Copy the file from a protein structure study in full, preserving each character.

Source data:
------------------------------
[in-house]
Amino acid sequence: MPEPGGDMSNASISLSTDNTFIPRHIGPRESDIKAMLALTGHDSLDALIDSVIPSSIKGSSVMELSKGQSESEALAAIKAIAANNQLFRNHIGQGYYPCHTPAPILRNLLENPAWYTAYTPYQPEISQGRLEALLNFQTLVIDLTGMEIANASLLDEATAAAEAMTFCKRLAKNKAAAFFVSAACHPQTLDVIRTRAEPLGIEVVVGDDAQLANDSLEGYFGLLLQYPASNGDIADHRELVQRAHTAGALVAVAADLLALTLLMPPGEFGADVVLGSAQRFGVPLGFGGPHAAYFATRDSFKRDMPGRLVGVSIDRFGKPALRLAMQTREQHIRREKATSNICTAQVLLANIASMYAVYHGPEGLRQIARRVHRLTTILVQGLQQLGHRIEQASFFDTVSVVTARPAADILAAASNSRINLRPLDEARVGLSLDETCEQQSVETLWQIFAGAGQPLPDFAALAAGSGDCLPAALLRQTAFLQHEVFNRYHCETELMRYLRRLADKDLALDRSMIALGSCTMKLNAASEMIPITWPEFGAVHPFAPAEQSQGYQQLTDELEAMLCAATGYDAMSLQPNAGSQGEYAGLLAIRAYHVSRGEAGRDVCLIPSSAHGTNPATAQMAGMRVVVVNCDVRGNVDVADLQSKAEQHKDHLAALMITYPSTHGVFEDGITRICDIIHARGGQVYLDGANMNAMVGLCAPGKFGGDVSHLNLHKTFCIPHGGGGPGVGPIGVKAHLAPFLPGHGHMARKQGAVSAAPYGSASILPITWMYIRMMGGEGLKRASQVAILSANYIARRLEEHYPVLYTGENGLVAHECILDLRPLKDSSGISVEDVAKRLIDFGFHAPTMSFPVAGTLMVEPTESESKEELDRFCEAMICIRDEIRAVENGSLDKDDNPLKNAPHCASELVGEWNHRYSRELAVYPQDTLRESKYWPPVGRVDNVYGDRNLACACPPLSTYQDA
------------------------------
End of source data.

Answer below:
[in-house]
Amino acid sequence: MPEPGGDMSNASISLSTDNTFIPRHIGPRESDIKAMLALTGHDSLDALIDSVIPSSIKGSSVMELSKGQSESEALAAIKAIAANNQLFRNHIGQGYYPCHTPAPILRNLLENPAWYTAYTPYQPEISQGRLEALLNFQTLVIDLTGMEIANASLLDEATAAAEAMTFCKRLAKNKAAAFFVSAACHPQTLDVIRTRAEPLGIEVVVGDDAQLANDSLEGYFGLLLQYPASNGDIADHRELVQRAHTAGALVAVAADLLALTLLMPPGEFGADVVLGSAQRFGVPLGFGGPHAAYFATRDSFKRDMPGRLVGVSIDRFGKPALRLAMQTREQHIRREKATSNICTAQVLLANIASMYAVYHGPEGLRQIARRVHRLTTILVQGLQQLGHRIEQASFFDTVSVVTARPAADILAAASNSRINLRPLDEARVGLSLDETCEQQSVETLWQIFAGAGQPLPDFAALAAGSGDCLPAALLRQTAFLQHEVFNRYHCETELMRYLRRLADKDLALDRSMIALGSCTMKLNAASEMIPITWPEFGAVHPFAPAEQSQGYQQLTDELEAMLCAATGYDAMSLQPNAGSQGEYAGLLAIRAYHVSRGEAGRDVCLIPSSAHGTNPATAQMAGMRVVVVNCDVRGNVDVADLQSKAEQHKDHLAALMITYPSTHGVFEDGITRICDIIHARGGQVYLDGANMNAMVGLCAPGKFGGDVSHLNLHKTFCIPHGGGGPGVGPIGVKAHLAPFLPGHGHMARKQGAVSAAPYGSASILPITWMYIRMMGGEGLKRASQVAILSANYIARRLEEHYPVLYTGENGLVAHECILDLRPLKDSSGISVEDVAKRLIDFGFHAPTMSFPVAGTLMVEPTESESKEELDRFCEAMICIRDEIRAVENGSLDKDDNPLKNAPHCASELVGEWNHRYSRELAVYPQDTLRESKYWPPVGRVDNVYGDRNLACACPPLSTYQDA